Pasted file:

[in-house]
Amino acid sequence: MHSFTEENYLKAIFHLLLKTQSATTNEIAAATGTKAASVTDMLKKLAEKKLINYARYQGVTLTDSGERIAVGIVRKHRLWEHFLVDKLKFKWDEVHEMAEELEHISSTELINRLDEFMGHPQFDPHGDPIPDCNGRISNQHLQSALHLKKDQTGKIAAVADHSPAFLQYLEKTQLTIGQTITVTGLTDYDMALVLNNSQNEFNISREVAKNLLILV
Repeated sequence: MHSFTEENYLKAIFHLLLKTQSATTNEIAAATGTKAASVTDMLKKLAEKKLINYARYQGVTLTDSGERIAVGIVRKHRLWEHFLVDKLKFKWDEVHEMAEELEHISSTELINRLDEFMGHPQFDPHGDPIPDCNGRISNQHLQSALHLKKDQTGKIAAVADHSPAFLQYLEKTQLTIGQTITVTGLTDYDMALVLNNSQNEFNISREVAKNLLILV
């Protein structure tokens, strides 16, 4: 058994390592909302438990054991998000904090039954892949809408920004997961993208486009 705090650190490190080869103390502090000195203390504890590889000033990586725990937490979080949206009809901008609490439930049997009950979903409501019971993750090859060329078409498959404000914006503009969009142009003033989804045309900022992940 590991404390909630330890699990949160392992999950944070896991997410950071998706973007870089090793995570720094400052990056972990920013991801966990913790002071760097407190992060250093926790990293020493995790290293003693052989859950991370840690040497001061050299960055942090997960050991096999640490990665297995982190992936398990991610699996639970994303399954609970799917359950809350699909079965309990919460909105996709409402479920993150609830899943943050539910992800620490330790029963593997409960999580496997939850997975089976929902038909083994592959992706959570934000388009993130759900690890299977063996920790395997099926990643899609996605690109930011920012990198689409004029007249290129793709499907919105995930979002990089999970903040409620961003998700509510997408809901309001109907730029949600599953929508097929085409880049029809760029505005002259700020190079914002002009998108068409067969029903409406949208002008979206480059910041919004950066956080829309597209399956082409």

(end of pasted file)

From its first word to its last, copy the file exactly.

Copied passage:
[in-house]
Amino acid sequence: MHSFTEENYLKAIFHLLLKTQSATTNEIAAATGTKAASVTDMLKKLAEKKLINYARYQGVTLTDSGERIAVGIVRKHRLWEHFLVDKLKFKWDEVHEMAEELEHISSTELINRLDEFMGHPQFDPHGDPIPDCNGRISNQHLQSALHLKKDQTGKIAAVADHSPAFLQYLEKTQLTIGQTITVTGLTDYDMALVLNNSQNEFNISREVAKNLLILV
Repeated sequence: MHSFTEENYLKAIFHLLLKTQSATTNEIAAATGTKAASVTDMLKKLAEKKLINYARYQGVTLTDSGERIAVGIVRKHRLWEHFLVDKLKFKWDEVHEMAEELEHISSTELINRLDEFMGHPQFDPHGDPIPDCNGRISNQHLQSALHLKKDQTGKIAAVADHSPAFLQYLEKTQLTIGQTITVTGLTDYDMALVLNNSQNEFNISREVAKNLLILV
């Protein structure tokens, strides 16, 4: 058994390592909302438990054991998000904090039954892949809408920004997961993208486009 705090650190490190080869103390502090000195203390504890590889000033990586725990937490979080949206009809901008609490439930049997009950979903409501019971993750090859060329078409498959404000914006503009969009142009003033989804045309900022992940 590991404390909630330890699990949160392992999950944070896991997410950071998706973007870089090793995570720094400052990056972990920013991801966990913790002071760097407190992060250093926790990293020493995790290293003693052989859950991370840690040497001061050299960055942090997960050991096999640490990665297995982190992936398990991610699996639970994303399954609970799917359950809350699909079965309990919460909105996709409402479920993150609830899943943050539910992800620490330790029963593997409960999580496997939850997975089976929902038909083994592959992706959570934000388009993130759900690890299977063996920790395997099926990643899609996605690109930011920012990198689409004029007249290129793709499907919105995930979002990089999970903040409620961003998700509510997408809901309001109907730029949600599953929508097929085409880049029809760029505005002259700020190079914002002009998108068409067969029903409406949208002008979206480059910041919004950066956080829309597209399956082409």